A new climate-change study making national headlines all week paints a grim picture of U.S. climate refugees fleeing flooded areas, streaming inland to "burden" places like metro Phoenix.
To which we say: Bring us your tired, sodden masses!
The study by University of Georgia researcher Mathew Hauer published on Monday in the Nature Climate Change journal demonstrates that in about 80 years, Maricopa County could be among the most affected by incoming hordes of American climate migrants.
Hauer created the study for his doctoral dissertation. He starts with climate predictions that show oceans could rise much more rapidly than previously thought — perhaps by about two meters by 2100. Hauer then used computer models to determine the most likely destinations of the soon-to-be water-logged residents from communities in California, Florida, and other vulnerable coastal states.
Most of the expected destinations, naturally, would be near affected areas. In general, Hauer told the Phoenix New Times, the migrants would flock to locations that would "boost their economic capital."
The map Hauer made of his data shows the destinations "are all locations that are relatively close to coastal areas, but have really good economies."
The Austin, Texas, metro area was number one on the list for net in-migration in Hauer's study, which showed that more than 800,000 new residents might move in. That was followed by metro areas around Orlando, Florida, and Atlanta.
Maricopa County, home to cities including Phoenix, Mesa, and Scottsdale, ranked fairly high at number 13 in net in-migration by 2100.
"For many destinations, such as Riverside, California, Phoenix, Arizona, Las Vegas, Nevada, and Atlanta, Georgia, already experiencing water management and growth management challenges, the SLR migrants who wash across the landscape over the coming century could place undue burden in these places if accommodation strategies are left unplanned," Hauer wrote in his published report.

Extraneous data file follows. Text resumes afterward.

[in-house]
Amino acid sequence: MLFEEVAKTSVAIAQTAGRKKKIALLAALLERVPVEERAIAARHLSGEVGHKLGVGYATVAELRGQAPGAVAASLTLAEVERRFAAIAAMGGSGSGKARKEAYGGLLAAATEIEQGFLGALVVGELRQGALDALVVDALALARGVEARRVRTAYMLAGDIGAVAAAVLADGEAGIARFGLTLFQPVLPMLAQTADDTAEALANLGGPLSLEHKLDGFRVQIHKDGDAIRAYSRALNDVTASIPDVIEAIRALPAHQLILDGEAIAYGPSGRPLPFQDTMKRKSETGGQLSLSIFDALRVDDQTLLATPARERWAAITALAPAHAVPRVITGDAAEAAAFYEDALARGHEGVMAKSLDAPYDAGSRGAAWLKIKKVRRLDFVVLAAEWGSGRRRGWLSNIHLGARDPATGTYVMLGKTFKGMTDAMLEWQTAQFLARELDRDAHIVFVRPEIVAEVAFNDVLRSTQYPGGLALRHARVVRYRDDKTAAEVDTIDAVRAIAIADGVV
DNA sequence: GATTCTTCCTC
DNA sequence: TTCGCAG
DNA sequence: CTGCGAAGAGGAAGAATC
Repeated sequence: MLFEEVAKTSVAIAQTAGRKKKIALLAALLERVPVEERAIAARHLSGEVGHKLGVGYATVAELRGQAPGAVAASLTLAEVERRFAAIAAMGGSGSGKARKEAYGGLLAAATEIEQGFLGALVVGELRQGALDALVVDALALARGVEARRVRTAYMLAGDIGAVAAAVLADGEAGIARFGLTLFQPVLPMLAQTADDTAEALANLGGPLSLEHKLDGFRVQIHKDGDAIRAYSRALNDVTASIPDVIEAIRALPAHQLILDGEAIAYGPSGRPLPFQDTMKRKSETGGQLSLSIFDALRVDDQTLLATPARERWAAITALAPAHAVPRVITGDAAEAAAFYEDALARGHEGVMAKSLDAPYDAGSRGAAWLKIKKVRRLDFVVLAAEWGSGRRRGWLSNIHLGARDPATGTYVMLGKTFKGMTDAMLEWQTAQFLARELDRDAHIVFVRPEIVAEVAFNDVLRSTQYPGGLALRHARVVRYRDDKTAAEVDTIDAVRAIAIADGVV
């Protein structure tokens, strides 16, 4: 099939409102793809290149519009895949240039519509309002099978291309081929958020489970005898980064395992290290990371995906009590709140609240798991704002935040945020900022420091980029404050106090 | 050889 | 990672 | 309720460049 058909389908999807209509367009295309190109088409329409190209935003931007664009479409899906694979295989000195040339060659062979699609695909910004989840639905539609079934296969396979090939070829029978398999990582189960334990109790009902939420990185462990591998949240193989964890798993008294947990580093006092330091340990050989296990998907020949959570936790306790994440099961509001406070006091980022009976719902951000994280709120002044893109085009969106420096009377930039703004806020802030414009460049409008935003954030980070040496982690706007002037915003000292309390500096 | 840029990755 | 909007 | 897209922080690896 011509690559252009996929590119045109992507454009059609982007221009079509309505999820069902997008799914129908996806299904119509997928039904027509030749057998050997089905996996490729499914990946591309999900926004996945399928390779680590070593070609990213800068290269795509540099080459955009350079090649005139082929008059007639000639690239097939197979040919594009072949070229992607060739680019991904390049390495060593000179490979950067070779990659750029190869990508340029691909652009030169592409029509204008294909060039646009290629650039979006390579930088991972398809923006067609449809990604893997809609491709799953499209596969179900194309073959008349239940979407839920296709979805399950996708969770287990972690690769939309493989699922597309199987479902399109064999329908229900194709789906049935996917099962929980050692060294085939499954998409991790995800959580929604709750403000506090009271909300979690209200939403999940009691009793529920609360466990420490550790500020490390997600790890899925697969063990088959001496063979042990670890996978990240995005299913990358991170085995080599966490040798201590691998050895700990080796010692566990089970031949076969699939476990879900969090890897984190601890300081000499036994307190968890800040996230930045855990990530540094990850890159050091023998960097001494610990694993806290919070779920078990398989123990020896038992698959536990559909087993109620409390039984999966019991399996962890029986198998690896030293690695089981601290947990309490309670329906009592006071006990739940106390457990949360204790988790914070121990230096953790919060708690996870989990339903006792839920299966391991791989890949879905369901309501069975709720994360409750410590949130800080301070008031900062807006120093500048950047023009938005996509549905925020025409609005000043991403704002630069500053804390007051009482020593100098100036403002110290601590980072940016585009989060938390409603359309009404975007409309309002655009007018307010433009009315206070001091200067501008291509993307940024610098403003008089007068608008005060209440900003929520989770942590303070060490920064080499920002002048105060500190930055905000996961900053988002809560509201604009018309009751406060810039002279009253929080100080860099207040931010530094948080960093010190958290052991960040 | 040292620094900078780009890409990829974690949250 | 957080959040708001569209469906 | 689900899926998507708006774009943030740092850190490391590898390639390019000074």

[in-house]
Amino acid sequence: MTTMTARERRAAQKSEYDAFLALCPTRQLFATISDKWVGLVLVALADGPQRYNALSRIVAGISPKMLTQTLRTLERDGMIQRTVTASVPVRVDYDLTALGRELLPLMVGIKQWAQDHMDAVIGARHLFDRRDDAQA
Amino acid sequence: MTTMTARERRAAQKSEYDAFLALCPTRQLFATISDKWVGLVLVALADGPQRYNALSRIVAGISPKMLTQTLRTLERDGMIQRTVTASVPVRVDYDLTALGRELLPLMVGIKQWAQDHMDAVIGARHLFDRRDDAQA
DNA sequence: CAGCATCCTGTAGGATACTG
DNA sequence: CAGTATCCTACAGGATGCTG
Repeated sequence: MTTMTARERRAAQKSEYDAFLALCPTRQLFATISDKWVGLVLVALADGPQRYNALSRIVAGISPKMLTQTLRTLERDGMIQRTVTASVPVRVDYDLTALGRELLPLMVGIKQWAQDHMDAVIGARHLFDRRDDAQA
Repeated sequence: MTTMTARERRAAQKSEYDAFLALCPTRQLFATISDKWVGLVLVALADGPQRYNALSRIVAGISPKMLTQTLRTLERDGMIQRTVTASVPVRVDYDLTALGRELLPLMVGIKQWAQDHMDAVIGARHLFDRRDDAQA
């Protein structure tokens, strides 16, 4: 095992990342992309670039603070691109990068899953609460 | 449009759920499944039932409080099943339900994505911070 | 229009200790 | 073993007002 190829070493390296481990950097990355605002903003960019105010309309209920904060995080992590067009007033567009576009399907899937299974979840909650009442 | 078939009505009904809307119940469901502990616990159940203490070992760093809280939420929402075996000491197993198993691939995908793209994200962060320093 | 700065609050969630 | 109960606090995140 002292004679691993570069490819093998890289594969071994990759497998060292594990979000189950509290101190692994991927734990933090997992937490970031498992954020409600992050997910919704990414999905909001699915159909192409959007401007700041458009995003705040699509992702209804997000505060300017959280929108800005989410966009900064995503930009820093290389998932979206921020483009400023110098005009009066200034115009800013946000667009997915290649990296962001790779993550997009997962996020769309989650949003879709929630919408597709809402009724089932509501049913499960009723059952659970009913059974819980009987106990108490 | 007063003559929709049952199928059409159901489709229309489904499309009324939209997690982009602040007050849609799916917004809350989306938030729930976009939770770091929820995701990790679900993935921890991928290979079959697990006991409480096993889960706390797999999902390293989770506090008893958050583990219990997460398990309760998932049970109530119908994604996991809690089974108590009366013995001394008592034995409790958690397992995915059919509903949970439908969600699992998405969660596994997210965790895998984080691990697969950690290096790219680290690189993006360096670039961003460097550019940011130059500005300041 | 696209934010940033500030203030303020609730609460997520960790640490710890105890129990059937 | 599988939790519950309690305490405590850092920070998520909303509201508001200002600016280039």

In fact, Hauer took his premise too far in the case of Phoenix. While the situation means possible crisis for other locales, it looks like a potentially positive real-estate story for Arizona.
Hauer's study shows that the state's biggest county, which currently has about 4.3 million residents, would pick up only about 100,000 extra people by 2100.
That's nothing for Phoenix, one of the fastest-growing places in the country.
Population projections show that Maricopa County will likely grow to 5.9 million people, at the low end, and to as many as 7.5 million on the high end.
And that's just by 2050.
Grady Gammage Jr., a real-estate development attorney who studies growth issues, said it's "ludicrous" to imagine that adding 100,000 more people to the state by 2100 would be a problem.
The county's growth has slowed from the pre-Great Recession days, he acknowledged. Now it grows only at about 80,000 new residents a year instead of 100,000.
Strictly from an in-migration standpoint, the climate-change effect would probably boost the economy of Arizona, which has long been driven by growth.
"The most likely sort of migration out of California because of sea-level rise is businesses," he said, adding that businesses tend to make longer-term plans than most individuals. "That's good for us."
Nor would the slight bump in expected newcomers cause undue stress on the environment or water-management issues, he said.
Hauer's study acknowledges the possible benefits for certain areas, stating that the redistribution of population "could stress some landlocked areas unprepared for these migrations while revitalizing others."
As he explained to New Times, whether the migration study means good or bad things "depends on where you are coming from. It might be good if you're a real-estate developer."
Still, Gammage Jr. said he was "frustrated" to see the suggestion in Hauer's study that Phoenix is already having severe environmental and water problems.
"We are managing our way through some water issues, but it's mostly about agriculture," he said.
Millions of new Maricopa County residents, if they really do come in the next few decades, will require serious decision making. For instance, about 70 percent of the water in Arizona is currently used for agriculture. Some of that would likely be tapped to water new housing communities, but reducing farming would cause its own economic pain.
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In the long run, as Gammage Jr. and others have pointed out, the Phoenix area is far more sustainable than commonly believed because of its multiple water sources and desert-minded planning.
If the oceans continue to rise for the next few centuries, according to scientists, Arizona would be in for a truly remarkable change: It would become a coastal state.